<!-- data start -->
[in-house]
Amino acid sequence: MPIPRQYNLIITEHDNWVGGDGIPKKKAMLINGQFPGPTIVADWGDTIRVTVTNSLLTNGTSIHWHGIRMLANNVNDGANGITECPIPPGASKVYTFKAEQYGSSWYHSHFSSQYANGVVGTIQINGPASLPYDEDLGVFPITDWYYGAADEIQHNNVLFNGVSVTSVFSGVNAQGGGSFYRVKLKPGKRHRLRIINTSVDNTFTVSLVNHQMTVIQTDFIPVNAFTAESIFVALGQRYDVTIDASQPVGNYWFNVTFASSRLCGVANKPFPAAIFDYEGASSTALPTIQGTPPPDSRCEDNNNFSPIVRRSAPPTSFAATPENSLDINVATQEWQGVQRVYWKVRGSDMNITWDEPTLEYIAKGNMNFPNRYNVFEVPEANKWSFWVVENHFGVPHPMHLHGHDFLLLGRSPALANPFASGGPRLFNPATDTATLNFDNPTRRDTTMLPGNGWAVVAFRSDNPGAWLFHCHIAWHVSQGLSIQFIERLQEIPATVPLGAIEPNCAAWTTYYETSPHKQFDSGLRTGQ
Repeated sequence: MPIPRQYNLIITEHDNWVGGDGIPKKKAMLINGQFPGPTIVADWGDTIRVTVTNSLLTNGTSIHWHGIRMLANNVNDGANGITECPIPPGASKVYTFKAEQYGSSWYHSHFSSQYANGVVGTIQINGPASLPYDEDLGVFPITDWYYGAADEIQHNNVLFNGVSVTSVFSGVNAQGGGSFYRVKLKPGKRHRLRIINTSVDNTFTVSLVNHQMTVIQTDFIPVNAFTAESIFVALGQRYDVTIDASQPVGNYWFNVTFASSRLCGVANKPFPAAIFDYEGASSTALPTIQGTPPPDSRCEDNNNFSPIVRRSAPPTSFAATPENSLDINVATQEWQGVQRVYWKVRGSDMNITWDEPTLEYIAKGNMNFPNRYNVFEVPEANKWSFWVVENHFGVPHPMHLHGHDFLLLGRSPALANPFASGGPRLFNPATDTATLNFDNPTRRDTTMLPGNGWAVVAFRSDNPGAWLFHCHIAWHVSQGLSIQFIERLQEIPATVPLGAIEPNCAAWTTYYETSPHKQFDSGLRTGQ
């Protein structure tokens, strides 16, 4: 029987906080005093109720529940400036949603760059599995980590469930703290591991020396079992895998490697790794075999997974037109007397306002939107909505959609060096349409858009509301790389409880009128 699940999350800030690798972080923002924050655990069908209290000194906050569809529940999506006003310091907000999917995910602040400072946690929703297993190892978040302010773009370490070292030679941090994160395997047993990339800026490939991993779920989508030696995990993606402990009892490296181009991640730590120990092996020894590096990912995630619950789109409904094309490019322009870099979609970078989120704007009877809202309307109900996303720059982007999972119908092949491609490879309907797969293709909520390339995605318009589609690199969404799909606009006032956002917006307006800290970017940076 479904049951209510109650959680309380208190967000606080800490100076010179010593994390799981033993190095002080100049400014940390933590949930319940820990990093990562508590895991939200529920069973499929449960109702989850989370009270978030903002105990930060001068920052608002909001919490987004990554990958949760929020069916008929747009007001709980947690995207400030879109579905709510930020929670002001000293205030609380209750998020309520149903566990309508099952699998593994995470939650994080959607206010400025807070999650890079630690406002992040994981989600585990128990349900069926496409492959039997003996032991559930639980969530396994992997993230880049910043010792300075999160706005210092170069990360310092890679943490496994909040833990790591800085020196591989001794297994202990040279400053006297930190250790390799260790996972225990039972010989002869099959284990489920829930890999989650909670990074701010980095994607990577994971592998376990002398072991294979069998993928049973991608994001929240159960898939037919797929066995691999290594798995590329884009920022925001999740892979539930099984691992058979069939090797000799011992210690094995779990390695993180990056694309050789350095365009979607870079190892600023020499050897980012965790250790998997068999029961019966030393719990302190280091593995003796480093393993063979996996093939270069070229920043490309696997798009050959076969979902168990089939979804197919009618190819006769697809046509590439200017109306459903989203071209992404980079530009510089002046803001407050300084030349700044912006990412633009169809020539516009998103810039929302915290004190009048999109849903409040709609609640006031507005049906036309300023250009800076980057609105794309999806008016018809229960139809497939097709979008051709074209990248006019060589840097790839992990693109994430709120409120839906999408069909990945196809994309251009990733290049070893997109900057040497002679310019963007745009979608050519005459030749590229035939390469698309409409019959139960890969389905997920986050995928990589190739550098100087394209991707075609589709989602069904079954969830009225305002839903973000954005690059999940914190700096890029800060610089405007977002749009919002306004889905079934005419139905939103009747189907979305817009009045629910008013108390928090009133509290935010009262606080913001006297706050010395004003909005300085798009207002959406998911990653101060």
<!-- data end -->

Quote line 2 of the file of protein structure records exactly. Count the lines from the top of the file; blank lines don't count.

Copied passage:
Amino acid sequence: MPIPRQYNLIITEHDNWVGGDGIPKKKAMLINGQFPGPTIVADWGDTIRVTVTNSLLTNGTSIHWHGIRMLANNVNDGANGITECPIPPGASKVYTFKAEQYGSSWYHSHFSSQYANGVVGTIQINGPASLPYDEDLGVFPITDWYYGAADEIQHNNVLFNGVSVTSVFSGVNAQGGGSFYRVKLKPGKRHRLRIINTSVDNTFTVSLVNHQMTVIQTDFIPVNAFTAESIFVALGQRYDVTIDASQPVGNYWFNVTFASSRLCGVANKPFPAAIFDYEGASSTALPTIQGTPPPDSRCEDNNNFSPIVRRSAPPTSFAATPENSLDINVATQEWQGVQRVYWKVRGSDMNITWDEPTLEYIAKGNMNFPNRYNVFEVPEANKWSFWVVENHFGVPHPMHLHGHDFLLLGRSPALANPFASGGPRLFNPATDTATLNFDNPTRRDTTMLPGNGWAVVAFRSDNPGAWLFHCHIAWHVSQGLSIQFIERLQEIPATVPLGAIEPNCAAWTTYYETSPHKQFDSGLRTGQ